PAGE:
list all file extensions in a directory

ls -Xp /path/to/dir | grep -Eo "\.[^/]+$" | uniq
If we want files with more than one extension, like .tar.gz, only appear the latest, .gz: ls -Xp /path/to/dir | grep -Eo "\.[^./]+$" | uniq
Sample Output

By: karpoke
2010-08-12 16:32:54

11 Alternatives + Submit Alt

What Others Think

You have to sort results before uniq. echo -e "1\n2\n1" | uniq From man uniq : Note: 'uniq' does not detect repeated lines unless they are adjacent. You may want to sort the input first, or use `sort -u' without `uniq'.
dooblem · 626 weeks and 5 days ago
@dooblem, I think that it's not necessary because the flag -X of ls sorts alphabetically by extension, so repeated lines are adjacent.
karpoke · 626 weeks and 5 days ago
Here shared the coding for listing all file extensions in a directory. This is a great source for me as a programmer. engagement rings I learned so many methods that are so simple that can be implemented while programming.
TwanGrey · 26 weeks and 5 days ago

What do you think?

Any thoughts on this command? Does it work on your machine? Can you do the same thing with only 14 characters?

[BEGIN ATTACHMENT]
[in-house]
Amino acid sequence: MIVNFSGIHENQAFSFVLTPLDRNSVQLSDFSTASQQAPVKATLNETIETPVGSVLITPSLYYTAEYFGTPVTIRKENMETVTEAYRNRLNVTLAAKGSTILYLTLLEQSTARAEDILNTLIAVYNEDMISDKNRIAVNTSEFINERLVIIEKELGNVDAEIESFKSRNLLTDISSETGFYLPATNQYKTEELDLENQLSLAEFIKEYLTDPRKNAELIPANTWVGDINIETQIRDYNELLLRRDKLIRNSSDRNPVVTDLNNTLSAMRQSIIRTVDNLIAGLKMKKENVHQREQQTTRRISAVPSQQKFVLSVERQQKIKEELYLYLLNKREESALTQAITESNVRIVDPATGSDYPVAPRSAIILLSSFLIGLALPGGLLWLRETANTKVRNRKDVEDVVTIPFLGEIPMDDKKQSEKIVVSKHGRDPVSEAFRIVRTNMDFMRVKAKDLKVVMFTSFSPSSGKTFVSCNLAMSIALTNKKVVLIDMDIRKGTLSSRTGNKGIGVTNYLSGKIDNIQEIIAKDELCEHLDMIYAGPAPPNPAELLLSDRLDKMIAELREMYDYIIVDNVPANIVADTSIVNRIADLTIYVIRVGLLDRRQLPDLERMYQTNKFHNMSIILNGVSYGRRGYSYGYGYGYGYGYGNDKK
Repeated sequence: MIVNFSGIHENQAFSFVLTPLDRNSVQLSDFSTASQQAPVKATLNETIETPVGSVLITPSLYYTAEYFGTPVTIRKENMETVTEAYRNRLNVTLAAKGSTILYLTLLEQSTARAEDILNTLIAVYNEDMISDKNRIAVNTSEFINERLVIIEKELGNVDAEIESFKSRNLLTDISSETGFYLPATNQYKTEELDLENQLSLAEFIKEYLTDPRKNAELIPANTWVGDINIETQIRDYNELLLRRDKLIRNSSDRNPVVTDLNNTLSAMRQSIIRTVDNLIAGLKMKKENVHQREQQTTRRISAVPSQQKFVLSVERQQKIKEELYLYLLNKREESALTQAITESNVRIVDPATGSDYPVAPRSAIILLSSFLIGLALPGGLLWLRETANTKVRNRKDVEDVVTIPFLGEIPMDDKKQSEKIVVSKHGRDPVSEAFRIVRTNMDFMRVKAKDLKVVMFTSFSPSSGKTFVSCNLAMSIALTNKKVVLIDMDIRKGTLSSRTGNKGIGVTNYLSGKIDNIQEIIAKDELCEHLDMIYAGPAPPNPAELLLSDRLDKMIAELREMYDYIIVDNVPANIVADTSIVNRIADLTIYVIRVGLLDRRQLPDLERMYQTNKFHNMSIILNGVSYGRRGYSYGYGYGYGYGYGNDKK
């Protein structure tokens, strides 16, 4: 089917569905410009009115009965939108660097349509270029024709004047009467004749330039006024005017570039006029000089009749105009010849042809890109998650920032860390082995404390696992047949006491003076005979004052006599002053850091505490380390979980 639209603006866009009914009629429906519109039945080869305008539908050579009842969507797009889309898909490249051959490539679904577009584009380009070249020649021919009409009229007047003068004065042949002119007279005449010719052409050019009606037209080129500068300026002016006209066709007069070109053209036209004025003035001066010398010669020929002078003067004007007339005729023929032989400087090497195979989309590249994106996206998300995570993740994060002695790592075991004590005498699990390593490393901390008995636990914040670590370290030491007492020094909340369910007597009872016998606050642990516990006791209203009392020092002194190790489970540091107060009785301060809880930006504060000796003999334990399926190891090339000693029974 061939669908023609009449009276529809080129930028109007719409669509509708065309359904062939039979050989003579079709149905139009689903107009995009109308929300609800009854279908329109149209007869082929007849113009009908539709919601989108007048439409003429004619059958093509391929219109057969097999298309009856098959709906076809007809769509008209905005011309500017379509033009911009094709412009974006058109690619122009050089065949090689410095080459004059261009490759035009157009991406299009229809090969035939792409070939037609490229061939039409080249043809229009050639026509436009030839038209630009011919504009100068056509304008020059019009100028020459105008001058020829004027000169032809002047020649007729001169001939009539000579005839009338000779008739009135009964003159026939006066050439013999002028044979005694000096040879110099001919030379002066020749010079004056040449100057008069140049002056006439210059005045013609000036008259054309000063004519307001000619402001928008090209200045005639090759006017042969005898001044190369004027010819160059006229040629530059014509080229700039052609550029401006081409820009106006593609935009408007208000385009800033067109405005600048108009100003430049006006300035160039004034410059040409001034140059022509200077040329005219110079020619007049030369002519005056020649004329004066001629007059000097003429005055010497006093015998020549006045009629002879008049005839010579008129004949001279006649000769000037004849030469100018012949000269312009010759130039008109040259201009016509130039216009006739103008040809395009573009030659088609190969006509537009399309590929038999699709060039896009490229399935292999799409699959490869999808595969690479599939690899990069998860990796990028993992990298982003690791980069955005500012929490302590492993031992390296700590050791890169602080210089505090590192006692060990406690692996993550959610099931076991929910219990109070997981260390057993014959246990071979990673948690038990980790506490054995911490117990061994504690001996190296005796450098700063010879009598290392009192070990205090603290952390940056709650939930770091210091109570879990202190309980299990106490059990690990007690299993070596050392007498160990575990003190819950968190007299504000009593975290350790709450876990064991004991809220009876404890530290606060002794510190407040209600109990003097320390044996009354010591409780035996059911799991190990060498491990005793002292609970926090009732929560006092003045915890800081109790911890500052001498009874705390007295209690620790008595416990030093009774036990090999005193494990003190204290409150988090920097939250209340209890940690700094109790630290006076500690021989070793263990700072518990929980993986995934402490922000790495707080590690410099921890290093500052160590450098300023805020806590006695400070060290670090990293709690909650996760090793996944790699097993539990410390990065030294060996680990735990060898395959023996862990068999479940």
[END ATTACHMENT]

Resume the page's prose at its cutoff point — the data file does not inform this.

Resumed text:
You must be signed in to comment.

What's this? is the place to record those command-line gems that you return to again and again. That way others can gain from your CLI wisdom and you from theirs too. All commands can be commented on, discussed and voted up or down.

Share Your Commands

Stay in the loop…

Follow the Tweets.

Every new command is wrapped in a tweet and posted to Twitter. Following the stream is a great way of staying abreast of the latest commands. For the more discerning, there are Twitter accounts for commands that get a minimum of 3 and 10 votes - that way only the great commands get tweeted.


Subscribe to the feeds.

Use your favourite RSS aggregator to stay in touch with the latest commands. There are feeds mirroring the 3 Twitter streams as well as for virtually every other subset (users, tags, functions,…):

Subscribe to the feed for: